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Back to basics: EXERCISE, the # 1 ESSENTIAL health practice; how much and is there an age limit?

By hkugler at Nov. 17, 2011, 12:50 a.m., 4384 hits

Back at Roosevelt U. in Chicago, where I did aging research and longevity studies with cancer-prone mice, we compared 2 groups of animals: one subjected to all the faulty health practices vs. good health practices (incl., besides the basics, exercise and cigarette smoke). The difference in average life spans was nearly 100%.
However, when we repeated the studies without including exercise in the “good health practices group, everything seemed to fall apart; die-off curves were uneven (suggesting an overall decrease in health of the animals), and average life span differences decreased to almost 40%.
The numbers can be superimposed, and fit, nicely onto the human model.
Add to this the (quite frequent) advice to seniors, ”doc, at my age, should I do regular exercise, including some weight exercise?“ - - - and the doc answers: ”At your age, not important. You may hurt yourself. Makes really not much difference because it's all in your genes."
Shall we start by asking: Should everybody have a - - what type - - exercise program, and is there an age limit to any part of the exercise program?

— Last Edited by Hans J. Kugler, PhD at 2011-11-09 00:19:22 —

Posts [ 2 ] | Last post Nov. 17, 2011, 12:50 a.m.
#1 - Nov. 12, 2011, 12:36 a.m.
Hans J. Kugler, PhD

A good friend, Dr. Paul Ward, Olympic trainer and multiple Masters Lifting Champion - - also author of “Encyclopedia of Weight Lifting,” is known as the “father of the Super Circuit Training, now THE training method used by literally all major sports teams.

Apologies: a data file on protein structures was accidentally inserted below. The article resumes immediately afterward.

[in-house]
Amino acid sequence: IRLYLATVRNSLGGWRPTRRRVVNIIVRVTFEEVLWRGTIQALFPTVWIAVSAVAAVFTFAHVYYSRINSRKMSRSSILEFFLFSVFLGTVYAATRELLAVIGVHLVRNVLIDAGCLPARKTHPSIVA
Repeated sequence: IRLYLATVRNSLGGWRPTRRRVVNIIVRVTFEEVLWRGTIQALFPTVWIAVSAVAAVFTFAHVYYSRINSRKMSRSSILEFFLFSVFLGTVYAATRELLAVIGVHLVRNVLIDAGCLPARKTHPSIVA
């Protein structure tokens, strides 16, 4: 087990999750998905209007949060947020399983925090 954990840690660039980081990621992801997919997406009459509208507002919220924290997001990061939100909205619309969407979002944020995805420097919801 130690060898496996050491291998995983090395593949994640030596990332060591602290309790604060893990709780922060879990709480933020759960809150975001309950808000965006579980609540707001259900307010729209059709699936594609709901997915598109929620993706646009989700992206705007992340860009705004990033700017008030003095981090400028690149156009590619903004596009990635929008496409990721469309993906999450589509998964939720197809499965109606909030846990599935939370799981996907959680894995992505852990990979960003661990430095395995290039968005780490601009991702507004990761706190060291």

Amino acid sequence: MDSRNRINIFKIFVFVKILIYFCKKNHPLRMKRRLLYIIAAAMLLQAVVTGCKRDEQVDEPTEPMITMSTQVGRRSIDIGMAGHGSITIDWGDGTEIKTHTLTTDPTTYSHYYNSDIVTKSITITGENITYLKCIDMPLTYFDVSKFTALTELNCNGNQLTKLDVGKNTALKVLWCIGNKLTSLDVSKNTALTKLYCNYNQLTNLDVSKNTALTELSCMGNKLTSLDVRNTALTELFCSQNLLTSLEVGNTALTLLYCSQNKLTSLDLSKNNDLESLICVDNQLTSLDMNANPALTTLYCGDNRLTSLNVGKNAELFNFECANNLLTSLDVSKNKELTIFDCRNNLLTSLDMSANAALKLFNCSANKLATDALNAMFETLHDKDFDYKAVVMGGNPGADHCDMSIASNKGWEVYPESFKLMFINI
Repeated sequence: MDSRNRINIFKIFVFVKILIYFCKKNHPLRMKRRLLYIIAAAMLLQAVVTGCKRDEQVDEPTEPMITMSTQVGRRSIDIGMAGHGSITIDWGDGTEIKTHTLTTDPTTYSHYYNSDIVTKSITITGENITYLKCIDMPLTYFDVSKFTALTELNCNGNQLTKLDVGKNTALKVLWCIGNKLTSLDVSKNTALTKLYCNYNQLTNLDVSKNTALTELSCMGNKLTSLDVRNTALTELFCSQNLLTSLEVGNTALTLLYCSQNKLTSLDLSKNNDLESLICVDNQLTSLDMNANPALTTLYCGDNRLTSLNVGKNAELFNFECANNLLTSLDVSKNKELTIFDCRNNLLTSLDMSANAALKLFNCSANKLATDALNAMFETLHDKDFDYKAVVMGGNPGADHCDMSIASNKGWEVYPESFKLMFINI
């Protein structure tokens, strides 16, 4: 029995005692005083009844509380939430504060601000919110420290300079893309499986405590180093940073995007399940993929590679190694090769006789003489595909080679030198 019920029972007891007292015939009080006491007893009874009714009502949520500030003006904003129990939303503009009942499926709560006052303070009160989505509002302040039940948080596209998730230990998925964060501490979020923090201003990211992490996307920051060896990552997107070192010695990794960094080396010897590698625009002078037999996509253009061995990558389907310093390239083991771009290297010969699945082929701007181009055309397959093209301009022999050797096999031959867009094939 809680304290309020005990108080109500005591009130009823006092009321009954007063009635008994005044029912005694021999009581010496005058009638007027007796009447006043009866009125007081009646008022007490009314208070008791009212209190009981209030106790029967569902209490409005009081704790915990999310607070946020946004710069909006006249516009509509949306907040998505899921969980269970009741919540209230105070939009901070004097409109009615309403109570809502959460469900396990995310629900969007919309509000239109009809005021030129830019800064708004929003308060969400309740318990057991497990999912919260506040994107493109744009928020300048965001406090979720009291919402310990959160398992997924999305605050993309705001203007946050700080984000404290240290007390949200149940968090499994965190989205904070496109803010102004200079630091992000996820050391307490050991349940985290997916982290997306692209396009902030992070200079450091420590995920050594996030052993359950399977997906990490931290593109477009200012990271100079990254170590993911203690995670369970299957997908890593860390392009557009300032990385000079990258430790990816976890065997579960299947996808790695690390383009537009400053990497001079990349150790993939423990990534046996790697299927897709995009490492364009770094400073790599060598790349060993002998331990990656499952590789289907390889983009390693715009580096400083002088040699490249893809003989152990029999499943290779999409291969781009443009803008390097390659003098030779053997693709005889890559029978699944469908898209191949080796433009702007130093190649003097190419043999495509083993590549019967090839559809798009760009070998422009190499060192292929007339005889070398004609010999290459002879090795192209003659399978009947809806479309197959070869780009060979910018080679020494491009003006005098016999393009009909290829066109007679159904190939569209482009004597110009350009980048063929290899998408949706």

Dr. Ward helped me to make ”minimum exercise for optimum results“ - combining resistance and cardiac exercises - less boring, more effective and less time consuming. Chapter 3 in my new e-book ”Dr. Kugler's Ultimate Anti-Aging Factor; applied anti-aging in action" outlines these new guidelines. Why and how, and a section on advanced training by Dr. Ward can be found at our site:

— Last Edited by Hans J. Kugler, PhD at 2011-11-17 00:06:44 —

#2 - Nov. 17, 2011, 12:50 a.m.
Hans J. Kugler, PhD

Several e-mails asked specific questions:
1) Q.: How can your exercise program be less boring, and more effective?
A.: Myself, I hate to sit on a stationary bike for 25 minutes, heart rate in the right range, to fulfill minimum requirements for cardiac health. If you combine resistance and cardiac exercises with my (Dr. Paul Ward's) circuit training exercise (as outlined in Dr. Kugler's Ultimate Anti-Aging Factor), you do aerobic exercise for just a few (maybe 3 or 4) minutes, and then move on to a set of (5 to 8 stations) resistance (weight) exercises. If you do this at a reasonable rate, correct range heart rate will be maintained. Three or 4 sets like this - - lasting from 1 1/2 to 2 hours - - give superior results re. muscle mass, fitness, and body shaping.
About the exercise program in my book Dr. Jack Wilmore of Texas University states: “The bottom line is that Circuit Training programs continue to be effective beyond wildest expectations in producing changes in aerobic fitness, strength, lean body mass and very positive changes in body composition.“

2) Q.: What do you say to women who worry about looking too muscular?
A.: Simple! For every resistance exercise station you estimate how much max you could to with one repetition. Don't actually do it; keep adding weight and then, when it gets a little hard, just guess-timate how much you could do with just one repetition. This is called “1 RM”, or 1 repetition max. You now have two choices:
a) If you want to INCREASE muscle mass, do the exercises with MORE than 50% of 1 RM, do fewer repetitions per set (like 4 - 7), and do them slow. Inhale while releasing, and exhale while pushing.
b) If you just want to lean (no muscle increase), do the exercises with less than 50% of 1 RM, do more repetitions per set ( like 8 to 12), and do them at a good speed.
For those who want to go beyond these basics, Dr. Ward has an advanced training program at . Start at “free e-books.”